A recent Toyota ad features a teenager sitting with her friends. That is, she’s on Facebook alone in front of her computer. Older people, she laments, are “becoming more and more anti-social.” That’s why she pushed her parents into joining Facebook. But despite all her efforts, her parents only have 19 friends while she has 687 friends. “This is living,” she adds.
Meanwhile the ad cuts to mom and dad, who are mountain biking with other actual, live, humans. That is, they’re spending the day with their friends, while their daughter stares at Facebook.
In “Faux Friends,” an essay in the Chronicle of Higher Education, William Deresiewicz writes, “We live at a time when friendship has become both all and nothing at all.” Husbands and wives, parents and children, bosses and employees, pastors and church members, waiters and customers, politicians and voters are all “friends.” And now thanks to Facebook and other social networking websites, people who barely remember each other from junior high school are “friends,” too.
We’ve come a long way from David and Jonathan or Ruth and Naomi, two classic examples of friends in the Bible. Such friendships, with their emotional intensity, personal commitment, and sacrificial love, are rare today, even in marriage. They take time, effort, and a willingness to know and be known as you really are.
Facebook, as Deresiewicz argues, gives us the impression of friendship not the real thing. On Facebook all our friends are assembled in one place. “Except,” as he says, “of course, they’re not in the same place, or, rather, they’re not my friends. They’re simulacra of my friends, little dehydrated packets of images and information, no more my friends than a set of baseball cards is the New York Mets.”
As one woman told him, “It’s like they’re all having a conversation. Except they’re not.”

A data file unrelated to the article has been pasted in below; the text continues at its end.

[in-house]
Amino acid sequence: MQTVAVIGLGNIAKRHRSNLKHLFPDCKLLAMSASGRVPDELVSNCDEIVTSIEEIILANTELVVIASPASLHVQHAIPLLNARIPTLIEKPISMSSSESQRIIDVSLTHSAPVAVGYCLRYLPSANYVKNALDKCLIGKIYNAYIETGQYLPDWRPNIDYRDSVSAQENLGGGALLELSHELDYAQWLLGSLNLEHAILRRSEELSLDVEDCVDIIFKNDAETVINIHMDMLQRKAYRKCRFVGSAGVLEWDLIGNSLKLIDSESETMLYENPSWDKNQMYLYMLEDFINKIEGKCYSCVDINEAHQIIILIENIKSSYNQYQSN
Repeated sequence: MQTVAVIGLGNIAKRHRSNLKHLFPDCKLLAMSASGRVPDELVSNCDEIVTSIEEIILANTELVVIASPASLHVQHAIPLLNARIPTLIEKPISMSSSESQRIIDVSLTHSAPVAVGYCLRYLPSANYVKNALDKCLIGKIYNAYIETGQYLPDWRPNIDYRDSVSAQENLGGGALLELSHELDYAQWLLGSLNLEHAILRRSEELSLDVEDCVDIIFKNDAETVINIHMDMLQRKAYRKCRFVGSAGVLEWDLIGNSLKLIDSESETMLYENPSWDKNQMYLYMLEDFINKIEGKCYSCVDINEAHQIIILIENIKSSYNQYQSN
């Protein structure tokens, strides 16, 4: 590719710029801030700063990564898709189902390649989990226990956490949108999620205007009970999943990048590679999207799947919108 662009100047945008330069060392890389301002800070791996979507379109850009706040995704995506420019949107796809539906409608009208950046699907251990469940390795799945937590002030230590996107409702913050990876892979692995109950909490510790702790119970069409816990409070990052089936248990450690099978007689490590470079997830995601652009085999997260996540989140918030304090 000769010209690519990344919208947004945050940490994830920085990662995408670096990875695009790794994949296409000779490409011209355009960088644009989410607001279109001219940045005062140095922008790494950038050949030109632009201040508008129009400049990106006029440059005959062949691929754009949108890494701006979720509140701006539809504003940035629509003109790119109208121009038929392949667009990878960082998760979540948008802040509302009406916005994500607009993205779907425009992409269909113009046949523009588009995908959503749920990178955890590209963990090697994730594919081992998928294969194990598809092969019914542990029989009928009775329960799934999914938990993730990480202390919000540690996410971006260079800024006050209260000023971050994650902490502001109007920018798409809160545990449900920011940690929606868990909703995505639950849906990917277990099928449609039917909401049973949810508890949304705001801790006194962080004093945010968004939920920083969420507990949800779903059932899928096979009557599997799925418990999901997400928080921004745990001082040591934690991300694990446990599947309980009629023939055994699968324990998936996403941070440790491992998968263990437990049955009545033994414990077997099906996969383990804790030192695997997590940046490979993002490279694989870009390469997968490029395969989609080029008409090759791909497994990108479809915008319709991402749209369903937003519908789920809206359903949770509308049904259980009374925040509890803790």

On-line you can be whatever you want to be, carefully crafting your image. Or — even worse — you can indiscriminately broadcast all your inmost thoughts and feelings, things that are better kept for private conversations with … well, with your real friends.
Of course, the problems with friendship today are bigger than Facebook, MySpace, and other sites. Friendship was in trouble before they came along. They’ve just made the situation worse.
Deresiewicz correctly identifies the idea implicit in social networking, “that identity is reducible to information,” specifically our “consumer preferences.” And social networking is, for the most part, nothing more than sharing information. But data tell us little or nothing about another person’s character — the most important quality of a good friend. We only learn about that as we patiently share and hear one another’s stories.
“Posting information,” Deresiewicz writes, “is like pornography, a slick, impersonal exhibition.” Exchanging stories, he says, is mutual and intimate. It involves “probing, questioning . . . It takes patience, devotion, sensitivity, subtlety, skill,” all of which sharing stories teaches them.
While social-networking sites may have their place, Christian friendships, inspired by God’s love, have to go much deeper than digital chumminess. Indeed, we need to demonstrate the kind of relationship Jesus has with us when he calls each of us “friend.”
Further Reading and Information
Faux Friendship William Deresiewicz | Chronicles of Higher Education| December 6, 2009